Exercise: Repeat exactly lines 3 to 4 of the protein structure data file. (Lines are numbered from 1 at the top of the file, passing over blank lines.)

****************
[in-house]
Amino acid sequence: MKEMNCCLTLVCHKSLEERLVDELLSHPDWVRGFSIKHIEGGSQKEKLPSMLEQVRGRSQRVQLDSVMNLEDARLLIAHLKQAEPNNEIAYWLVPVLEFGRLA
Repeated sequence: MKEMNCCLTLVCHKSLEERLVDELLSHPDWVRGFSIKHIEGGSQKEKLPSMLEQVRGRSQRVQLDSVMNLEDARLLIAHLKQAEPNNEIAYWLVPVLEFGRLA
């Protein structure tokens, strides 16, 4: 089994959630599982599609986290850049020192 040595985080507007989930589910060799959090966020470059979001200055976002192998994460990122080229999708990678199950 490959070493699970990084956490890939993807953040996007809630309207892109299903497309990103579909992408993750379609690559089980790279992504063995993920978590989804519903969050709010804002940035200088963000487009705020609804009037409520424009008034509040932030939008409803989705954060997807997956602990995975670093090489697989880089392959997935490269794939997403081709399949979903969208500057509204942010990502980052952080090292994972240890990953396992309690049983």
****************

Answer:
Repeated sequence: MKEMNCCLTLVCHKSLEERLVDELLSHPDWVRGFSIKHIEGGSQKEKLPSMLEQVRGRSQRVQLDSVMNLEDARLLIAHLKQAEPNNEIAYWLVPVLEFGRLA
């Protein structure tokens, strides 16, 4: 089994959630599982599609986290850049020192 040595985080507007989930589910060799959090966020470059979001200055976002192998994460990122080229999708990678199950 490959070493699970990084956490890939993807953040996007809630309207892109299903497309990103579909992408993750379609690559089980790279992504063995993920978590989804519903969050709010804002940035200088963000487009705020609804009037409520424009008034509040932030939008409803989705954060997807997956602990995975670093090489697989880089392959997935490269794939997403081709399949979903969208500057509204942010990502980052952080090292994972240890990953396992309690049983």